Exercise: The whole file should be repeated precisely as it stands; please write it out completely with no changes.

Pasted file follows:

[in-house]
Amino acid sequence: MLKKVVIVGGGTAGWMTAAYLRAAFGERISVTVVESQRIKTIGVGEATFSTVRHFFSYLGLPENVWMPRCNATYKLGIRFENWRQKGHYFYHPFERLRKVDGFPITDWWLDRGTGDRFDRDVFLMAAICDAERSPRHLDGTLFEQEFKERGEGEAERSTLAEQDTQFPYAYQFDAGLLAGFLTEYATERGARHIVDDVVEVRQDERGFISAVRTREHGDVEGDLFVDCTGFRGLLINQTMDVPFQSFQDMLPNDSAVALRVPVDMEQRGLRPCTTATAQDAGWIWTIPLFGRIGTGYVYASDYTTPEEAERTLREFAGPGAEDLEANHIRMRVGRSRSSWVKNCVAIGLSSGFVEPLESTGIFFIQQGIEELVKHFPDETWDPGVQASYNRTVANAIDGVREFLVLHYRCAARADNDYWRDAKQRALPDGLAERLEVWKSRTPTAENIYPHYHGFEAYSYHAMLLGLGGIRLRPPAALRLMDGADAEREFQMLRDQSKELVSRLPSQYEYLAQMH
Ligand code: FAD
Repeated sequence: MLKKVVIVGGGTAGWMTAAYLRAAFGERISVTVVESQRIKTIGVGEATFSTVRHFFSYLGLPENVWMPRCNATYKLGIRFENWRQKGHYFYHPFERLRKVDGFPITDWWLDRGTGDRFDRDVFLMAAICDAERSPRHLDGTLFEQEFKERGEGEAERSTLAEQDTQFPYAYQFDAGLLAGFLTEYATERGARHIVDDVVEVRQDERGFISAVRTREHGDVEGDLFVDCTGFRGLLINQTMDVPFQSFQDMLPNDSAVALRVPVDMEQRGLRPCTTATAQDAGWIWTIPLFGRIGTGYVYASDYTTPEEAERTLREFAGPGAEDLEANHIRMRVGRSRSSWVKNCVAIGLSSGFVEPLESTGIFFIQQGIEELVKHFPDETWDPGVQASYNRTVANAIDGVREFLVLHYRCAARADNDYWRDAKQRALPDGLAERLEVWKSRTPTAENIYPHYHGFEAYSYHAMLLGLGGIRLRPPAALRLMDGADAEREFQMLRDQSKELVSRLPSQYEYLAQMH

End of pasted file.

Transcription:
[in-house]
Amino acid sequence: MLKKVVIVGGGTAGWMTAAYLRAAFGERISVTVVESQRIKTIGVGEATFSTVRHFFSYLGLPENVWMPRCNATYKLGIRFENWRQKGHYFYHPFERLRKVDGFPITDWWLDRGTGDRFDRDVFLMAAICDAERSPRHLDGTLFEQEFKERGEGEAERSTLAEQDTQFPYAYQFDAGLLAGFLTEYATERGARHIVDDVVEVRQDERGFISAVRTREHGDVEGDLFVDCTGFRGLLINQTMDVPFQSFQDMLPNDSAVALRVPVDMEQRGLRPCTTATAQDAGWIWTIPLFGRIGTGYVYASDYTTPEEAERTLREFAGPGAEDLEANHIRMRVGRSRSSWVKNCVAIGLSSGFVEPLESTGIFFIQQGIEELVKHFPDETWDPGVQASYNRTVANAIDGVREFLVLHYRCAARADNDYWRDAKQRALPDGLAERLEVWKSRTPTAENIYPHYHGFEAYSYHAMLLGLGGIRLRPPAALRLMDGADAEREFQMLRDQSKELVSRLPSQYEYLAQMH
Ligand code: FAD
Repeated sequence: MLKKVVIVGGGTAGWMTAAYLRAAFGERISVTVVESQRIKTIGVGEATFSTVRHFFSYLGLPENVWMPRCNATYKLGIRFENWRQKGHYFYHPFERLRKVDGFPITDWWLDRGTGDRFDRDVFLMAAICDAERSPRHLDGTLFEQEFKERGEGEAERSTLAEQDTQFPYAYQFDAGLLAGFLTEYATERGARHIVDDVVEVRQDERGFISAVRTREHGDVEGDLFVDCTGFRGLLINQTMDVPFQSFQDMLPNDSAVALRVPVDMEQRGLRPCTTATAQDAGWIWTIPLFGRIGTGYVYASDYTTPEEAERTLREFAGPGAEDLEANHIRMRVGRSRSSWVKNCVAIGLSSGFVEPLESTGIFFIQQGIEELVKHFPDETWDPGVQASYNRTVANAIDGVREFLVLHYRCAARADNDYWRDAKQRALPDGLAERLEVWKSRTPTAENIYPHYHGFEAYSYHAMLLGLGGIRLRPPAALRLMDGADAEREFQMLRDQSKELVSRLPSQYEYLAQMH